Calcutta students extend help to Piyali girls – Telegraph India

Kolkata News

The BSS School students distributed exercise books and sanitary napkins for adolescent girls and teenagers, many of whose parents’ livelihood has been hit by the pandemic

Students of a city school travelled nearly 30km carrying with them exercise books and sanitary napkins for adolescent girls and teenagers of a school at Piyali in South 24-Parganas, many of whose parents’ livelihood has been hit by the pandemic.

The idea is not just to give but also to expose urban students to the lives of teenagers of their age and initiate them into “philanthropy”, the seeds of which have to be sown while they are still young, said the head of an NGO that conducted the programme.

The students of The BSS School, in association with Pukaar, an NGO that works in rural areas, primarily with women and girls, reached out to 70-odd girls between 10 and 20.

While the students provided sanitary pads for six months, Pukaar provided exercise books, stationery and basic hygiene items like toothbrush and toothpaste.


The students of Piali Ashar Alo

Three girls from The BSS School and a few of their teachers and the principal spent some hours at Piali Ashar Alo, a school at Piyali village that had started in 2008 to provide education to underprivileged children.

Fathers of most of the girls in the school are masons, agricultural labourers or van-rickshaw pullers. Mothers are mostly homemakers or domestic workers.

“The pandemic has detached some students of Piyali from education. Online classes are not that easy for them as it is for the children in urban areas,” said Samriddhi Guha Thakurta, a Class XI student of The BSS School.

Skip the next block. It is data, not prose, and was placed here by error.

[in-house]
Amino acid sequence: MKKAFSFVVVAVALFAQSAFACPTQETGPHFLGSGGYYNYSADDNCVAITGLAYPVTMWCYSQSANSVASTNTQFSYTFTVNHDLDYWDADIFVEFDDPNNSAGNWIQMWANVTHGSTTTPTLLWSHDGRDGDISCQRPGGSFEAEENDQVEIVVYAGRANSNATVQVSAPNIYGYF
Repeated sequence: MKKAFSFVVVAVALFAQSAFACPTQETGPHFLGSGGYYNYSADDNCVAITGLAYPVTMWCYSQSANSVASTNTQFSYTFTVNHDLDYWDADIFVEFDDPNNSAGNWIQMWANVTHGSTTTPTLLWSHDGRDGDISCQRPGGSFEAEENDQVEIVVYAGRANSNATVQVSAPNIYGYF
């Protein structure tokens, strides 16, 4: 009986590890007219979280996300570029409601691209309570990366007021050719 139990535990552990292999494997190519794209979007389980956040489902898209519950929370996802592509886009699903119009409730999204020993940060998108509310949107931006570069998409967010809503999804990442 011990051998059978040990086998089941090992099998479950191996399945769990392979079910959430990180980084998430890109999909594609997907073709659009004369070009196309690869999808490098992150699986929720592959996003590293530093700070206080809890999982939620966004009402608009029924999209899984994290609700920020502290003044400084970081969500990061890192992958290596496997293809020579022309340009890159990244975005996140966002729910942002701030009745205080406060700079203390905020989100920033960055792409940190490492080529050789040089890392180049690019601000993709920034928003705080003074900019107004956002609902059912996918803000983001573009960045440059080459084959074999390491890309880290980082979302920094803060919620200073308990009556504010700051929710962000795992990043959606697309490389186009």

Swati Gautam, the managing trustee of Pukaar, said the Piyali girls had been given sanitary pads and exercise books because they needed them the most.

“Parents would cut down on hygiene and school stationery during tough times. Students can still share text books but they need exercise books to continue studies. In many families girls’ education is considered dispensable,” said Gautam.

Anup Gayen, the founder of Piali Ashar Alo, said the pandemic had made the situation more difficult for many families and it was tough to keep the girls engaged in studies at a time when classes were being held online.

“Not all of them have smartphones. We try to conduct classes for those who have smartphones and provide photocopies of the chapters covered to others,” said Gayen.

The journey and the experience will also teach the city girls to be grateful for what they have, said Sunita Sen, the principal of The BSS School.

“Despite the pandemic and the problems, one can get a different perspective of life. One has to struggle to get basic things like sanitary pads and exercise books and they should be grateful for what they have,” Sen said.